Is a recession in our near future? I’m no economist, but enough of them are predicting one that it would seem prudent to prepare accordingly. Some think it will be sooner than we might expect, as articulated by economist Sven Henrich for CNN. The president, running for re-election would prefer we view the economy more positively and credit him accordingly next November.
Regardless of how you view current economic conditions, the potential for economic downturn after 11 straight years of expansion warrants consideration, at the very least in planning your club’s future. Pilots are taught to “stay ahead of the airplane” and what I am suggesting here is that golf and country clubs (especially member-owned), often burdened by a cumbersome decision-making process seek to similarly stay ahead by planning intelligently for the future.
Though it may sometimes seem so, clubs are not islands unto themselves. Like other businesses, clubs are impacted by external conditions. Even the most successful and prestigious clubs need to understand their market, their strengths and weaknesses and the vulnerability of their membership. For sure, I’ve learned that NO CLUB IS BULLETPROOF in an environment of declining participation and competition from a variety of activities for the recreational dollar.
Since the last recession in 2008, the US has lost nearly 16% of its private clubs. Many have simply closed while some have become open to the public. What can your club do to be ready for the next recession?
While it is abundantly clear that those clubs which avoided reinvestment in their facilities suffered the most, there are also examples of clubs that over-invested, accumulated excessive debt and failed. Some were rescued by private equity backed investors. While this can be an option in some cases, the requirement for profit most certainly changes the culture of a club and may impact how some members perceive its desirability.
In order to avoid becoming a casualty, clubs have to plan effectively. While it’s no secret that clubs that don’t move forward seem to struggle it’s also quite common for clubs that implement assessments to experience resistance and membership attrition as a result. What’s right for each club is different, however the planning to be done must include an objective assessment of the club’s market and market position, along with accurate, objective and realistic analysis of the desires of both current and potential future members. Timing should also be considered, especially as it relates to broader economic conditions.
Some club leaders and consulting firms advise clubs from the perspective of facilities and space planning and design. Others view clubs exclusively through operations and still others from a purely financial perspective, often focused just on cost. Each of these perspectives can only be effective if viewed as part of the whole, considering the others as equally critical to the success of the club. Integrating market analysis, cost of improvements, revenues and expenses and the desires of the membership are all equally important components of the overall decision-making process.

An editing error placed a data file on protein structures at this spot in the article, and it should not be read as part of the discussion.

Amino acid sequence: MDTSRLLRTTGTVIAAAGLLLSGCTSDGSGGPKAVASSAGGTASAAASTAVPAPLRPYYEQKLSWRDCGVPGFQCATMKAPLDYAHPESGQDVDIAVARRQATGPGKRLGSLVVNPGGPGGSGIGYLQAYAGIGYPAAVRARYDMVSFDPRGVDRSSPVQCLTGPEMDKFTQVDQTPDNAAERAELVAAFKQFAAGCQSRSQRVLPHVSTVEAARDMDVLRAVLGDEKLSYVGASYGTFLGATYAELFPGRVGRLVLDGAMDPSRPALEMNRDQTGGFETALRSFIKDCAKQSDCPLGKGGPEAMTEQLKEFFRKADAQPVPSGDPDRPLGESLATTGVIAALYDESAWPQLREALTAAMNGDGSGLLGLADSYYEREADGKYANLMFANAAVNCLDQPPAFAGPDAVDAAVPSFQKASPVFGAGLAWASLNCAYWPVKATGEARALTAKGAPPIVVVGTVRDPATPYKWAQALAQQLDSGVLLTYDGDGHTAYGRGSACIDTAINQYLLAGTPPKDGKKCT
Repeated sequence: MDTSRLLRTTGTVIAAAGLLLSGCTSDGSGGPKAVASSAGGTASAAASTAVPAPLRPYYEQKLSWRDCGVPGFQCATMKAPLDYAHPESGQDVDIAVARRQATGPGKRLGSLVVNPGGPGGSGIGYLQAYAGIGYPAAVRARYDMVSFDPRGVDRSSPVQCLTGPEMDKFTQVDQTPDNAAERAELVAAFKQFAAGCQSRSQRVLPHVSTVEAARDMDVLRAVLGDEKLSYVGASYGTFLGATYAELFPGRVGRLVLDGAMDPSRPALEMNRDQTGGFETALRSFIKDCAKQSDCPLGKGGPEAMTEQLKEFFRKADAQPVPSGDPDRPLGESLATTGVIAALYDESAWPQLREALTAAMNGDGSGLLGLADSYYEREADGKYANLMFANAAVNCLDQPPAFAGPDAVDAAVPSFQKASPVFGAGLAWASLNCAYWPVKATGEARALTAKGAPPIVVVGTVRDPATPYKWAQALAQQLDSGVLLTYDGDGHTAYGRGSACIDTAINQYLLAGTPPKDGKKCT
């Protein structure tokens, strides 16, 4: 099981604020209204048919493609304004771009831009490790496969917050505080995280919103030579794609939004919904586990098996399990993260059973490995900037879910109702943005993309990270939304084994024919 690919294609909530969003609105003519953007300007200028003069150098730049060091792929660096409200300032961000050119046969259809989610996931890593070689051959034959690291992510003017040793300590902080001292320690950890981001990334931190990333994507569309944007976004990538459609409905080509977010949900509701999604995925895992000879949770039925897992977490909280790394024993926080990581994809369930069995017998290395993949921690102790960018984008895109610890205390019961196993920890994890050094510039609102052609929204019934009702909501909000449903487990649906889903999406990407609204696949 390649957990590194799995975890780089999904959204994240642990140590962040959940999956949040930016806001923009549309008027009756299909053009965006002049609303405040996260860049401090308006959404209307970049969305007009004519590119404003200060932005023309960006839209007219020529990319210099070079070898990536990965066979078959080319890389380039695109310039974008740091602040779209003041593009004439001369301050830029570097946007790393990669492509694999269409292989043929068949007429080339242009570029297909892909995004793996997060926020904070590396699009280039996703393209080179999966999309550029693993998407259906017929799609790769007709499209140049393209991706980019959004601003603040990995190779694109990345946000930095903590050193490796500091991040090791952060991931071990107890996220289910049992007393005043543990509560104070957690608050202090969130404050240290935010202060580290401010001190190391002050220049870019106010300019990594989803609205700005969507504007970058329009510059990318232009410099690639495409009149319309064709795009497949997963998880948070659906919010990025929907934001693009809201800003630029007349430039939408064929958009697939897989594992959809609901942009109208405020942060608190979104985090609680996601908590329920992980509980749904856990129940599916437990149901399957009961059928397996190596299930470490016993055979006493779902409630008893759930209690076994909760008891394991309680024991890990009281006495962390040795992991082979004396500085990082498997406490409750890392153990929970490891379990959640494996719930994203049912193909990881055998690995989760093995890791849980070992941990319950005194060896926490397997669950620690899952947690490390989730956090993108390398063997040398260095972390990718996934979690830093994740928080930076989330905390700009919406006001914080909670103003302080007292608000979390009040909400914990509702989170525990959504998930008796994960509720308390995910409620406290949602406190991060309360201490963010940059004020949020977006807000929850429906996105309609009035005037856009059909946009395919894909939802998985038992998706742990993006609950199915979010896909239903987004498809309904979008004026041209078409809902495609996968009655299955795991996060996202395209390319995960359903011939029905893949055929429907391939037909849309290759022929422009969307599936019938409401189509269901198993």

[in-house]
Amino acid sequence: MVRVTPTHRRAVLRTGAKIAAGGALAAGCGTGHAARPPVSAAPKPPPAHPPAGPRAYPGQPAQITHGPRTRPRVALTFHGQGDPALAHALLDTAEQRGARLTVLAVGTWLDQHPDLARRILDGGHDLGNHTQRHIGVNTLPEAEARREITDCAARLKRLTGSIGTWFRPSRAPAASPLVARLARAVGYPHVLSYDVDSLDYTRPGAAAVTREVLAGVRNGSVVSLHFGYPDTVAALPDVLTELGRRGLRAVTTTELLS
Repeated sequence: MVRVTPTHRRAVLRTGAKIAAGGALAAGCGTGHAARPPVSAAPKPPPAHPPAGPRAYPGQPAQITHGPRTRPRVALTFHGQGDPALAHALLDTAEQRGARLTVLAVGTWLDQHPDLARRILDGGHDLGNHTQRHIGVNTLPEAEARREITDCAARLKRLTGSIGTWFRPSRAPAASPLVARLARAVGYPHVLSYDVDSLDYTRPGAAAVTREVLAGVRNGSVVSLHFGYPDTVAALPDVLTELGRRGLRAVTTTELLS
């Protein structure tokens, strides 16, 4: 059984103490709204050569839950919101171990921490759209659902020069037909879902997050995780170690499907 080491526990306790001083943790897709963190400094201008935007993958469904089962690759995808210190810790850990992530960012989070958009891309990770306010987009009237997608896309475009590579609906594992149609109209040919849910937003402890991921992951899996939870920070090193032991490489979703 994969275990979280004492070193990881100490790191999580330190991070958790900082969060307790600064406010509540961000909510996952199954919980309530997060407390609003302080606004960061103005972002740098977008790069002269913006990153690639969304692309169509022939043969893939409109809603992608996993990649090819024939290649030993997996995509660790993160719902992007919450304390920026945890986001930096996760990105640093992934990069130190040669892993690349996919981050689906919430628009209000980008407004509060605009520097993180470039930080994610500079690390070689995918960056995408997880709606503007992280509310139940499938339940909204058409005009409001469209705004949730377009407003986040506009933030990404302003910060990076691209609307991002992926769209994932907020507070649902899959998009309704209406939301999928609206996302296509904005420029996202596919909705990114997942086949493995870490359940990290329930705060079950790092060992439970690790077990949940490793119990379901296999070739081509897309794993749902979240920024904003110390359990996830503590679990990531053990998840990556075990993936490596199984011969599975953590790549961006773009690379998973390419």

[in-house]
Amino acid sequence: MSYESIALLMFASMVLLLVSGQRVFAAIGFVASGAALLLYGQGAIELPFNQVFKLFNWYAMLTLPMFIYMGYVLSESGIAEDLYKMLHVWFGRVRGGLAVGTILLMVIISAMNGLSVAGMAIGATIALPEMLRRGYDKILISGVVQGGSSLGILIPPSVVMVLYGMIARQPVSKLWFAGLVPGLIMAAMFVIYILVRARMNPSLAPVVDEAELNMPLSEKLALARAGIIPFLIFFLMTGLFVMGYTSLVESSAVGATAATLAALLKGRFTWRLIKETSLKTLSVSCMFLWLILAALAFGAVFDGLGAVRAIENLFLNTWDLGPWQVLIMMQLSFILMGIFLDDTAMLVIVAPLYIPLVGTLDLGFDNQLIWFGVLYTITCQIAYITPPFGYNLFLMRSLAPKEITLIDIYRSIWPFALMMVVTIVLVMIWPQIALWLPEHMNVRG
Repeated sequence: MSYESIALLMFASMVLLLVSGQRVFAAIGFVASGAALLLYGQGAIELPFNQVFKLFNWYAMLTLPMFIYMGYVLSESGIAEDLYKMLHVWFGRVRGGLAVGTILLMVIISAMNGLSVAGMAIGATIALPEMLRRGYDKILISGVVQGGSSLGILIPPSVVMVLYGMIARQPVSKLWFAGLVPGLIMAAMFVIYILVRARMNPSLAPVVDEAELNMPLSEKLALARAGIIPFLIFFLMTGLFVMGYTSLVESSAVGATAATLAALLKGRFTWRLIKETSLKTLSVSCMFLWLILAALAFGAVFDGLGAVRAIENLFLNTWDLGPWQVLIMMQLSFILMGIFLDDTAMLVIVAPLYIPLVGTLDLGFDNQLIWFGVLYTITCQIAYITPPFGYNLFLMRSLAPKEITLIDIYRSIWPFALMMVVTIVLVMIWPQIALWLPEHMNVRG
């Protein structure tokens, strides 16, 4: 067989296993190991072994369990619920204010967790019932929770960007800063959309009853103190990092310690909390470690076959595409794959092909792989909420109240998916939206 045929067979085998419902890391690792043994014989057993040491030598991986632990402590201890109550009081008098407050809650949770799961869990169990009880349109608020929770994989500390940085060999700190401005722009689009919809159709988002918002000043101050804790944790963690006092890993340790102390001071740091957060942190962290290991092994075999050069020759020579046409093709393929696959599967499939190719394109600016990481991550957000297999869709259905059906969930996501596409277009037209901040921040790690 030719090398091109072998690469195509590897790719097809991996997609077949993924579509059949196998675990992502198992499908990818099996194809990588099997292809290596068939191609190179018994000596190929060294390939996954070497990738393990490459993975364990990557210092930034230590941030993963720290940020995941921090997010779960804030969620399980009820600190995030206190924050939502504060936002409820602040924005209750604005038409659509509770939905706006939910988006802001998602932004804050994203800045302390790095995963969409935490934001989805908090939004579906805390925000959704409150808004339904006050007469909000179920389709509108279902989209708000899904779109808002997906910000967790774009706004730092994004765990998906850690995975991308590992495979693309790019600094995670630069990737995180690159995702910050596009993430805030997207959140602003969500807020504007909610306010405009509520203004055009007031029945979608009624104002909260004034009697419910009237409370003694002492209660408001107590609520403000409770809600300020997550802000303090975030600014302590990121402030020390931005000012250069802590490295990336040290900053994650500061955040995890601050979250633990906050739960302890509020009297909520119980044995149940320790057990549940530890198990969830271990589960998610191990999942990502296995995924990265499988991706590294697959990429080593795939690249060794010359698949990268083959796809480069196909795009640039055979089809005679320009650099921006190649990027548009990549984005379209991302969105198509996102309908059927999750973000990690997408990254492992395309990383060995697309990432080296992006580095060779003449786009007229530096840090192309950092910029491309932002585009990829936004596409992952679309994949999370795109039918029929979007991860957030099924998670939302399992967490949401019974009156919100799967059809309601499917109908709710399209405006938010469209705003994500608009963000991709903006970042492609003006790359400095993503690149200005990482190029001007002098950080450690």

For instance, let’s say a club has a dated banquet facility and clubhouse member areas are similarly “tired”. The club has an attractive golf course with aging infrastructure (irrigation, cart paths and bunkers) on a size challenged site and boasts a very desirable location which is convenient to a large number of potential members. There are funds for improvements but they are limited and to address the entire wish list would require debt above their available funds. What do they do?
First and foremost, any club has to determine what it wants to be and what it can be. The (hypothetical) club in question is limited by its lack of available land and limited funds. They have a decent sized core golf membership and an aging house membership. The food & beverage operation loses money (like many private clubs). The first decision the club has to make is whether it seeks to focus on golf or F & B. If the F & B facilities are upgraded, will it produce enough revenue to pay for the improvements? If the golf and member facilities are upgraded, will it attract more members and possibly allow the club to establish entrance fees? While estimating the costs of these improvements is a big part of the equation, understanding the club’s market position is even bigger. Where is there more competition? Golf or F & B? Where is there opportunity for growth? In both instances, the answers are found through sound market analysis. In other words, before even considering the cost of various improvements, examining the market, the club’s market position and the club’s limitations and potential as dictated by its “bones”, infrastructure and location is necessary to understand the market and the club’s existing and potential market position through sound market intelligence and objective analysis.
All clubs have wish lists. All clubs need to move forward. Sound decision making requires forward vision, from the perspective of present and future members and with consideration for both the advantages and disadvantages of any project, including future anticipated benefits and challenges. Just like the pilot considers the weather enroute and at his/her destination, club leaders need to consider all these elements when planning future improvement projects at their clubs. Just like a distressed club can suffer from doing nothing, even the most desirable and successful clubs can get caught over-improving or a poorly timing a project.
Below is a checklist for information needed before making decision on club improvements:
- Competitive Market Survey/Analysis
- Economic Analysis
- Site and Facilities Analysis
- Geographic Member Analysis
- Financial History Analysis
- Membership History
- Cost Estimates
- Club Activity Analysis
- SWOT Analysis